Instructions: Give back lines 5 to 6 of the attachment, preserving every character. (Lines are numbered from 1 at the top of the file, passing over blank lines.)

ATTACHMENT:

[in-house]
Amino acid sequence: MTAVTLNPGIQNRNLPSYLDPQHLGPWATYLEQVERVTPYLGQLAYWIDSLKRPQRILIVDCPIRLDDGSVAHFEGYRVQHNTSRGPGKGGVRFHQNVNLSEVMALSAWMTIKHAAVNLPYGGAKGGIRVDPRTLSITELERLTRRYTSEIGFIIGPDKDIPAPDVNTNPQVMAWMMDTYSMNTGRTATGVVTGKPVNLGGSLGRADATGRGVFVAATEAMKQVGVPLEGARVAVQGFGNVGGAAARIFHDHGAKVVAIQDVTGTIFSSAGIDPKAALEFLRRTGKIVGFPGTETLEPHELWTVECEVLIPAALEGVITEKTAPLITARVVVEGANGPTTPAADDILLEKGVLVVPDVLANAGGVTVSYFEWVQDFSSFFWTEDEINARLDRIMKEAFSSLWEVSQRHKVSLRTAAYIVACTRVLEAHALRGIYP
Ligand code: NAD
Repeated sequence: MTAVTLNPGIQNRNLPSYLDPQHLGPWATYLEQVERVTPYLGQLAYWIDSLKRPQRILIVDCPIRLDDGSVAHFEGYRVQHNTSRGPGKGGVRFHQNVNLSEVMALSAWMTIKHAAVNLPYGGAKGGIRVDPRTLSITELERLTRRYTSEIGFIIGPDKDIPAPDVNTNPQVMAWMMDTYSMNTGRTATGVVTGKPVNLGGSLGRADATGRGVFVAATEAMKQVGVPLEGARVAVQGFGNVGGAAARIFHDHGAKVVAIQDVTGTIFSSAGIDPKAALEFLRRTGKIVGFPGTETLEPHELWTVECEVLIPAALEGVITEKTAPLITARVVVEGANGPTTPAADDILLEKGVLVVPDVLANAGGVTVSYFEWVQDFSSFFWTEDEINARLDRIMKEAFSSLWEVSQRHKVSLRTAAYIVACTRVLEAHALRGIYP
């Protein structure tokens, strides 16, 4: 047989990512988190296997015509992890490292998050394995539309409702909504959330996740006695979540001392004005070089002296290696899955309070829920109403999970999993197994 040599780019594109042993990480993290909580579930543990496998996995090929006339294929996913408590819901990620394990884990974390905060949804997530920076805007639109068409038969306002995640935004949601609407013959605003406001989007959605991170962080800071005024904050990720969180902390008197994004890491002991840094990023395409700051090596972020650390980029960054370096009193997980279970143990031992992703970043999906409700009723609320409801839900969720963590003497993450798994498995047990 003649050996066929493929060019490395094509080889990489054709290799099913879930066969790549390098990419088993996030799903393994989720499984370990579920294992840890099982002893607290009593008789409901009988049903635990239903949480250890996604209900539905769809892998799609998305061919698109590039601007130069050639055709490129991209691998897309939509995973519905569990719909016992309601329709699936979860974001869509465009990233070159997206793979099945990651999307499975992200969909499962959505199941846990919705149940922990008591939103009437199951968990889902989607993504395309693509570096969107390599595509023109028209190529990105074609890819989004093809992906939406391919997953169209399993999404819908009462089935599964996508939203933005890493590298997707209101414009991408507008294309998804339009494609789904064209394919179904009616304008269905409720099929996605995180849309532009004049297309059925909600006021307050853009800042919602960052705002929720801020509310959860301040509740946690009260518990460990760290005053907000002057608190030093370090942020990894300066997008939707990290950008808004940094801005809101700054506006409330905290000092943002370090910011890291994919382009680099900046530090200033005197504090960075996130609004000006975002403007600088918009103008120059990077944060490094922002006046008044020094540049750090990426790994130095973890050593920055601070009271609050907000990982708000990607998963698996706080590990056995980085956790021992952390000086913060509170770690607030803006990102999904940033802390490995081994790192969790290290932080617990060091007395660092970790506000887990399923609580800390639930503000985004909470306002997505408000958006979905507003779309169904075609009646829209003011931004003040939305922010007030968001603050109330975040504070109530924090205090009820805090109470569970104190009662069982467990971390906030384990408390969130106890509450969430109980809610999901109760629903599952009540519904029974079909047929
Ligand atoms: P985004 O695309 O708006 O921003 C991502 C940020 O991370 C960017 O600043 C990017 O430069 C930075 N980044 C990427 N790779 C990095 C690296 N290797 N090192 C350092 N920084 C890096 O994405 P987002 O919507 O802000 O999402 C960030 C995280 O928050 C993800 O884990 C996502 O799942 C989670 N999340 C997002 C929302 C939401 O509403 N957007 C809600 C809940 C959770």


């Protein structure tokens, strides 16, 4: 047989990512988190296997015509992890490292998050394995539309409702909504959330996740006695979540001392004005070089002296290696899955309070829920109403999970999993197994 040599780019594109042993990480993290909580579930543990496998996995090929006339294929996913408590819901990620394990884990974390905060949804997530920076805007639109068409038969306002995640935004949601609407013959605003406001989007959605991170962080800071005024904050990720969180902390008197994004890491002991840094990023395409700051090596972020650390980029960054370096009193997980279970143990031992992703970043999906409700009723609320409801839900969720963590003497993450798994498995047990 003649050996066929493929060019490395094509080889990489054709290799099913879930066969790549390098990419088993996030799903393994989720499984370990579920294992840890099982002893607290009593008789409901009988049903635990239903949480250890996604209900539905769809892998799609998305061919698109590039601007130069050639055709490129991209691998897309939509995973519905569990719909016992309601329709699936979860974001869509465009990233070159997206793979099945990651999307499975992200969909499962959505199941846990919705149940922990008591939103009437199951968990889902989607993504395309693509570096969107390599595509023109028209190529990105074609890819989004093809992906939406391919997953169209399993999404819908009462089935599964996508939203933005890493590298997707209101414009991408507008294309998804339009494609789904064209394919179904009616304008269905409720099929996605995180849309532009004049297309059925909600006021307050853009800042919602960052705002929720801020509310959860301040509740946690009260518990460990760290005053907000002057608190030093370090942020990894300066997008939707990290950008808004940094801005809101700054506006409330905290000092943002370090910011890291994919382009680099900046530090200033005197504090960075996130609004000006975002403007600088918009103008120059990077944060490094922002006046008044020094540049750090990426790994130095973890050593920055601070009271609050907000990982708000990607998963698996706080590990056995980085956790021992952390000086913060509170770690607030803006990102999904940033802390490995081994790192969790290290932080617990060091007395660092970790506000887990399923609580800390639930503000985004909470306002997505408000958006979905507003779309169904075609009646829209003011931004003040939305922010007030968001603050109330975040504070109530924090205090009820805090109470569970104190009662069982467990971390906030384990408390969130106890509450969430109980809610999901109760629903599952009540519904029974079909047929
Ligand atoms: P985004 O695309 O708006 O921003 C991502 C940020 O991370 C960017 O600043 C990017 O430069 C930075 N980044 C990427 N790779 C990095 C690296 N290797 N090192 C350092 N920084 C890096 O994405 P987002 O919507 O802000 O999402 C960030 C995280 O928050 C993800 O884990 C996502 O799942 C989670 N999340 C997002 C929302 C939401 O509403 N957007 C809600 C809940 C959770």